Trust and Authenticity
The era of the imperial CEO is over. Command and control behavior is less effective in today’s business climate. Neither is the absentee CEO, who operates in a void by failing to engage strategic stakeholders critical of the company’s behavior, internally and externally.
As the Economist recently noted: “Effective communications skills are a relatively new requirement, the result of the increasing intrusion of the outside world. A corporate leader must talk convincingly. Motivating employees requires a gift to present a clear vision persuasively. A leader who cannot inspire trust and convey authenticity will find the task difficult.”
Hard Power and Soft Power
There is an analogy for business leaders in the foreign policy model developed by Professor Joseph Nye, dean of the Kennedy School of Government at Harvard. He talks about the hard power of military force and coercion, while soft power is based on attraction and intellectual legitimacy.
Hard power, for CEOs, is making the numbers; soft power is about values, ideas and leadership. Soft power can inspire and justify corporate decisions, which may be based on hard power considerations. Effective CEOs and corporate leaders explain their decisions in the context of the company’s vision and mission.
CEOs also need to exert leadership on the public stage, interacting with key players in government, the media, activist groups and the community. The CEO’s absence from the stage surrenders the spotlight to all manner of opponents, from disgruntled employees to demagogic public officials to headline-grabbing plaintiff’s lawyers.
At the same time, CEOs must act as stewards of the corporate reputation, which is the umbrella for workplace values, product excellence and social responsibility. They must forge relationships with multiple stakeholders based on continuous communications, respect and transparency. The key to effective corporate reputation is trust, built by regular interaction with strategic stakeholders.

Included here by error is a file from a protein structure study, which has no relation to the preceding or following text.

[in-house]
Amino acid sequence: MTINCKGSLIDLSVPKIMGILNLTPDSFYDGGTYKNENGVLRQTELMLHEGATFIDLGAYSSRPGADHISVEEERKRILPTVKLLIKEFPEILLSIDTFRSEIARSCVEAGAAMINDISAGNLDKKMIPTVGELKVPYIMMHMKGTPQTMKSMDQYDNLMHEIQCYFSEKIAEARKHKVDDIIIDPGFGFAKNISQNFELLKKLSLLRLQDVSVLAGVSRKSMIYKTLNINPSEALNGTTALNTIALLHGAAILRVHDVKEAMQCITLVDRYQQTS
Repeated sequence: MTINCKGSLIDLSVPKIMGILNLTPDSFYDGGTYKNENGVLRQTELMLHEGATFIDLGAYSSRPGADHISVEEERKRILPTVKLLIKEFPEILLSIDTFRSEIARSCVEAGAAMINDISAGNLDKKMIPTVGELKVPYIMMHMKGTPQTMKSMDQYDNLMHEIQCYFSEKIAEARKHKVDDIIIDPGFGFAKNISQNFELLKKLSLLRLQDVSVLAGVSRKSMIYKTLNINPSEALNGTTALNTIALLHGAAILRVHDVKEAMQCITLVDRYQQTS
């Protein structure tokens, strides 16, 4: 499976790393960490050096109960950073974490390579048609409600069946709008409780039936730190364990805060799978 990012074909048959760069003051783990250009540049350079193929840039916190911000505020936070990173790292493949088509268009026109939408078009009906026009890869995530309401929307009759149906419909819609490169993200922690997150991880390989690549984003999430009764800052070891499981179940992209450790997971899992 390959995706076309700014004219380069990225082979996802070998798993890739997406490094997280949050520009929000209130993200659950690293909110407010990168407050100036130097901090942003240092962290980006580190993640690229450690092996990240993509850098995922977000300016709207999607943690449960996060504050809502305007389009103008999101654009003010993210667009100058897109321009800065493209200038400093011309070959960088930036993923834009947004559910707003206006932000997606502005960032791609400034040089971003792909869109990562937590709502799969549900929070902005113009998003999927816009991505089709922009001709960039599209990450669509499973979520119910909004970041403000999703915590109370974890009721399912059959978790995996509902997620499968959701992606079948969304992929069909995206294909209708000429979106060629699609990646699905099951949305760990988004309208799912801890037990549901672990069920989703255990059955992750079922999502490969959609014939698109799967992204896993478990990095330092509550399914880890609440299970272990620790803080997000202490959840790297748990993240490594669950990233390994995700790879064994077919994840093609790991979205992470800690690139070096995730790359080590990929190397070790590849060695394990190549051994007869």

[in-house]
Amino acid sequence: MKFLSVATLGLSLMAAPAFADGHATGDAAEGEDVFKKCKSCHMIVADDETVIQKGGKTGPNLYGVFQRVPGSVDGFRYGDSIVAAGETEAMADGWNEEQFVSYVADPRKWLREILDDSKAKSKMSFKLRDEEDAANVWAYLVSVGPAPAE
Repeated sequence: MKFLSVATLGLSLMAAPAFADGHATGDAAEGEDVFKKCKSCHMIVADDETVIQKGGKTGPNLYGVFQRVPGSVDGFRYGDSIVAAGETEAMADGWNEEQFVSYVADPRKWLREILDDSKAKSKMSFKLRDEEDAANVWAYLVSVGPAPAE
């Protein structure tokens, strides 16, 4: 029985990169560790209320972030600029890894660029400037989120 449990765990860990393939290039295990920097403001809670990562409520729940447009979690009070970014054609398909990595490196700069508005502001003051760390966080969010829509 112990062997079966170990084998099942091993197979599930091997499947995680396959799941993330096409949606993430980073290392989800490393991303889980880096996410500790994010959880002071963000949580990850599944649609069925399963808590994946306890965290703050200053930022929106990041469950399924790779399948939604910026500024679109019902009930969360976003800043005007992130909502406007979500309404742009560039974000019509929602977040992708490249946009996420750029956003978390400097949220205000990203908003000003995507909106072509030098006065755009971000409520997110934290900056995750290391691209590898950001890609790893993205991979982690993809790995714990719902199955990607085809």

What Matters Anywhere, Matters Everywhere
Former Secretary of State Madeline Albright was recently asked what advice she would give to world leaders. She did not hesitate for a second. “An essential qualification for any world leader is the capacity to understand that what matters anywhere, matters everywhere.”
It’s not hard to see how this advice applies to leaders within your own organization. What matters in any division, function or team within a company matters everywhere. What matters to your customers should matter to every division of your company. To the degree that it does not, you’ve got trouble. Like a car with an engine that can’t fire on all cylinders, a business consisting of silos with competing agendas may move forward for a while, but eventually, it stops running.
A leader’s most valuable currency is not money, charisma, self-sufficiency, an MBA, industry expertise or the ability to analyze a case study, read a P&L statement or build a really cool PowerPoint deck. A leader’s most valuable currency is relationship. It is emotional capital. Leadership defined in terms of relationship, and taught and measured in terms of capacity to connect with employees and customers at a deep level.
The next frontier for exponential growth, the place you’ll find a new and sustainable competitive edge, resides in improving human connectivity. It is here that significant gains can be made, both in inter-company relationships and increased market share.